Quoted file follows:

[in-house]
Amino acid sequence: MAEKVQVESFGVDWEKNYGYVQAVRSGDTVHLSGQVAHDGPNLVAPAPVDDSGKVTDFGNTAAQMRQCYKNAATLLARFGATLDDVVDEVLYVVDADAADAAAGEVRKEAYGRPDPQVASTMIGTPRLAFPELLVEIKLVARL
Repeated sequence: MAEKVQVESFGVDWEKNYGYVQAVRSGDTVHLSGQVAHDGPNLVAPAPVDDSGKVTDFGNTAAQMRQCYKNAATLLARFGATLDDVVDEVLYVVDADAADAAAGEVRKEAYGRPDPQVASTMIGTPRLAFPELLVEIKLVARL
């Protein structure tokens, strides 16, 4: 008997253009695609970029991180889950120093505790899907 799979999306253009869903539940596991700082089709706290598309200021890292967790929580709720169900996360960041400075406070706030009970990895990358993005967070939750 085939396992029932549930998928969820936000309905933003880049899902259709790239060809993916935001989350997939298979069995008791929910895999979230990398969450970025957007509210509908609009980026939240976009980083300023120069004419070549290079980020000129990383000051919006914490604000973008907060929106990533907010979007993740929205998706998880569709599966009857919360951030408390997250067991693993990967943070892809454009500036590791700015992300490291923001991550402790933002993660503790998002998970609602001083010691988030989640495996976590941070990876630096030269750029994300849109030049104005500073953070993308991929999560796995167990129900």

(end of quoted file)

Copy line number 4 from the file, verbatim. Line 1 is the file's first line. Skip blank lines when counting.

């Protein structure tokens, strides 16, 4: 008997253009695609970029991180889950120093505790899907 799979999306253009869903539940596991700082089709706290598309200021890292967790929580709720169900996360960041400075406070706030009970990895990358993005967070939750 085939396992029932549930998928969820936000309905933003880049899902259709790239060809993916935001989350997939298979069995008791929910895999979230990398969450970025957007509210509908609009980026939240976009980083300023120069004419070549290079980020000129990383000051919006914490604000973008907060929106990533907010979007993740929205998706998880569709599966009857919360951030408390997250067991693993990967943070892809454009500036590791700015992300490291923001991550402790933002993660503790998002998970609602001083010691988030989640495996976590941070990876630096030269750029994300849109030049104005500073953070993308991929999560796995167990129900």